Thursday, April 26, 2007

Daily Highlights

Computerworld reports a new wave of extortion e−mails targeted at higher−income professionals is circulating on the Internet −− sent directly to the victims from valid e−mail accounts −− that threaten recipients with bodily harm and death if they do not pay thousands of dollars to the sender. (See item 13)

The U.S. Food and Drug Administration says that it will test imports of wheat gluten, corn gluten, corn meal, soy protein, rice bran, and rice protein concentrate to detect any contamination with melamine, which has been found in both human and animal food. (See item 24)

Information Technology and Telecommunications Sector

35. April 25, U.S. Computer Emergency Readiness Team — Vulnerability in HP−UX running sendmail. The U.S. Computer Emergency Readiness Team (US−CERT) is aware of a vulnerability in HP−UX running sendmail that may allow a remote user to cause a 12 denial−of−service condition. US−CERT recommends users apply the patches as described in HP Technical Knowledge Base Document c00841370. Please note that logon credentials may be needed to access this document. US−CERT will continue to investigate this issue and provide additional information as it becomes available. HP Technical Knowledge Base Document c00841370:−1335382922+1177517201483+28353475

36. April 25, IDG News Service — Microsoft ups security stance with new labs. In a move to strengthen its response to security threats, Microsoft is opening two labs to study the growing amount of malicious software circulating on the Internet, security executives announced Wednesday, April 25. The Malware Protection Centers, in Dublin and Tokyo, will be staffed with analysts who will create updates −− called "signatures" −− for its security products to detect malicious software, said Roger Halbheer, chief security advisor for Europe, the Middle East and Africa. The labs will be similar to ones run by competitors such as Symantec and McAfee.
Source: .html

37. April 25, IDG News Service — 'Evil twin' Wi−Fi access points proliferate. Beware of the "evil twin." That's the term for a Wi−Fi access point that appears to be a legitimate one offered on the premises, but actually has been set up by a hacker to eavesdrop on wireless communications among Internet surfers. Unfortunately, experts say there is little consumers can do to protect themselves, but enterprises may be in better shape. With the growth in wireless networks, the "evil twin" type of attack is on the rise, said Phil Cracknell, president of the UK branch of the Information Systems Security Association. Such attacks are much easier than others seeking logins or passwords, such as phishing, which involves setting up a fraudulent Website and luring people there, Cracknell said. The growth in the number of Wi−Fi networks poses increasing opportunities for hackers, who can make their networks appear to be legitimate by simply giving their access point a similar name to the Wi−Fi network on the premises.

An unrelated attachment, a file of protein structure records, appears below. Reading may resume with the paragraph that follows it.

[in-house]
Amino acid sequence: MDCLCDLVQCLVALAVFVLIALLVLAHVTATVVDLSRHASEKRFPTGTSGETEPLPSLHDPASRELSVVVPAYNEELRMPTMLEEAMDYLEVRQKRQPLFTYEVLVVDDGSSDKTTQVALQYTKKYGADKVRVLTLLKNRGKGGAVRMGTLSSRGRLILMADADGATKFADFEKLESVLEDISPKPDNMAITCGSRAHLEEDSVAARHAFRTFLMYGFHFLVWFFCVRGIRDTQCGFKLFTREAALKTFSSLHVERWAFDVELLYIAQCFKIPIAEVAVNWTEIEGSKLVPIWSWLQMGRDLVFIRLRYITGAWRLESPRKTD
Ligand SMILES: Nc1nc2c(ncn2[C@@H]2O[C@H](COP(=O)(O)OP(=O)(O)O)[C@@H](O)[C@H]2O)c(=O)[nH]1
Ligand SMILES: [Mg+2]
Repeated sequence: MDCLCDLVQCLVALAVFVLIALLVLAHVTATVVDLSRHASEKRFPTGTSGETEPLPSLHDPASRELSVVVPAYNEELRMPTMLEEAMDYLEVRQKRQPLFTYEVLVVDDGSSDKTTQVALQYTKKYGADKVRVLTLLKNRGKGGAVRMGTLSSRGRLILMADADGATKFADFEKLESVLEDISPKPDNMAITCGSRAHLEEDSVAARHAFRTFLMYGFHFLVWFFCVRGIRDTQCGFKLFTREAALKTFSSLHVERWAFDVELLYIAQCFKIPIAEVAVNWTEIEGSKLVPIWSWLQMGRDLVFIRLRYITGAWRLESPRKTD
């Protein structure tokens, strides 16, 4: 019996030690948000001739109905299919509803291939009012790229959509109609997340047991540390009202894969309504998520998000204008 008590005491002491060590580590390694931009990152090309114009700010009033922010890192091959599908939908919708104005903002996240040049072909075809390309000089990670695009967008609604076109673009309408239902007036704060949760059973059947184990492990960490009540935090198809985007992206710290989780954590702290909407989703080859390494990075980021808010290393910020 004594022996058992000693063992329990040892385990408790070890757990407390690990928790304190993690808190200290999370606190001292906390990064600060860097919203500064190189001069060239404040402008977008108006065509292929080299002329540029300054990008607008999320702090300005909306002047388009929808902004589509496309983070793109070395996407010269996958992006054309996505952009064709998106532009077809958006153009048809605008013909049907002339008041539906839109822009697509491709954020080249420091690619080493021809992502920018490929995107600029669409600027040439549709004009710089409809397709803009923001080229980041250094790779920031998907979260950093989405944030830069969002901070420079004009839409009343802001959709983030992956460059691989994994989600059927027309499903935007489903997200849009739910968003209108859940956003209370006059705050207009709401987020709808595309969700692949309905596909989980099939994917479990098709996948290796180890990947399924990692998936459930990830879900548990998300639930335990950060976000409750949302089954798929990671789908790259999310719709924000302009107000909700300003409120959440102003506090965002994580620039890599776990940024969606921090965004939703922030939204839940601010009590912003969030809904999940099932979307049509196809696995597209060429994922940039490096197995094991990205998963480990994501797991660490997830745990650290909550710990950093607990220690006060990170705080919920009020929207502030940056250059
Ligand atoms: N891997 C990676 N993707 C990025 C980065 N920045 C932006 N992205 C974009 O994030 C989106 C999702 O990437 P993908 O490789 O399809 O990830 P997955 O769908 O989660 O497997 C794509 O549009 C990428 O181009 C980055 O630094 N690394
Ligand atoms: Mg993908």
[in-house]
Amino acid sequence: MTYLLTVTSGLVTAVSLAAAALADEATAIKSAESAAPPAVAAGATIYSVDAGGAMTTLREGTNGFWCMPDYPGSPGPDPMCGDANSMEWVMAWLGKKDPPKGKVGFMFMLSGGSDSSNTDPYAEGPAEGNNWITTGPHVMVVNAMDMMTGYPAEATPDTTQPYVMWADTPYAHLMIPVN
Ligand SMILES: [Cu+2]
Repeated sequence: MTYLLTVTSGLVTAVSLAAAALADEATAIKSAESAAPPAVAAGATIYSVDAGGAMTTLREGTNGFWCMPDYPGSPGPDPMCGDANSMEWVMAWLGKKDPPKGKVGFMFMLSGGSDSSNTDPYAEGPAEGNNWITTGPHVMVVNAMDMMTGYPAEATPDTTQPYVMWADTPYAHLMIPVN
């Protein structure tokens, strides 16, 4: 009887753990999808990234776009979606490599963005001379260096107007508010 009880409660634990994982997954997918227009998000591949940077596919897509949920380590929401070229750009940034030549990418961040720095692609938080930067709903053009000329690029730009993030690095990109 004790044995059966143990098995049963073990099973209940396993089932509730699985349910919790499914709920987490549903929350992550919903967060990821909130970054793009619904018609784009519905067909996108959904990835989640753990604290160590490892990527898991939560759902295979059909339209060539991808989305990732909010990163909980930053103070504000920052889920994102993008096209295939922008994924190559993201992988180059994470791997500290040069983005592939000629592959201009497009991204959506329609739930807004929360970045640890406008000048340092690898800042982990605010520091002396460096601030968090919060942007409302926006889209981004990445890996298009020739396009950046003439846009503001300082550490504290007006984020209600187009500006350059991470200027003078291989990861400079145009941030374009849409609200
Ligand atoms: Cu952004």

Source: ints_1.html

38. April 25, VNUNet — Rogue software floods anti−spyware market. Malware writers are flooding the market with rogue anti−spyware applications in an attempt to steer consumers away from genuine security software and make money from selling bogus applications. Download service Snapfiles said that the rogue applications outnumber genuine software by a factor of four to one. Snapfiles hosts free and trial applications for consumers to download, and claims to reject any software that fails to deliver the promised functionality or causes harm to a system. Download site Tucows confirmed the figure, saying that it too rejects about four−fifths of the anti−spyware programs it receives from developers. Rogue anti−spyware programs present themselves as legitimate security solutions, but have no intention of ridding a user's system of malware. Instead, the application scares the user with false test results, fails to get rid of existing spyware infections, and in some cases even infects the system with additional pieces of spyware and adware. Source:−apps−dominat ing 13

39. April 24, Associated Press — Researchers break Internet speed records. A group of researchers led by the University of Tokyo has broken Internet speed records −− twice in two days. Operators of the high−speed Internet2 network announced Tuesday, April 24, that the researchers on December 30 sent data at 7.67 gigabits per second, using standard communications protocols. The next day, using modified protocols, the team broke the record again by sending data over the same 20,000−mile path at 9.08 Gbps. Source:−Faster−Interne t.html?_r=1&oref=slogin

40. April 24, CNET News — Web threats to surpass e−mail pests. By next year, Internet users can expect more cyberattacks to originate from the Web than via e−mail, security firm Trend Micro predicts. E−mail has traditionally been the top means of attack, with messages laden with Trojan horses and other malicious programs hitting inboxes. But the balance is about to tip as cybercrooks increasingly turn to the Web to attack PCs. "By 2008, most of the threats you are facing will be Web placed. Today most of it is still e−mail," Raimund Genes, Trend Micro's chief researcher, said in a presentation at the Gartner Symposium and ITxpo on Monday, April 23. The reason for the flip is simple. Security tools for e−mail have become commonplace, but the same isn't true for Web traffic. Security firms have found it tough to secure what comes into a network and computers over port 80, the network port used to browse the Web using the hypertext transfer protocol, or HTTP. Source:−mail+pests/2100−7349_3−6178930.html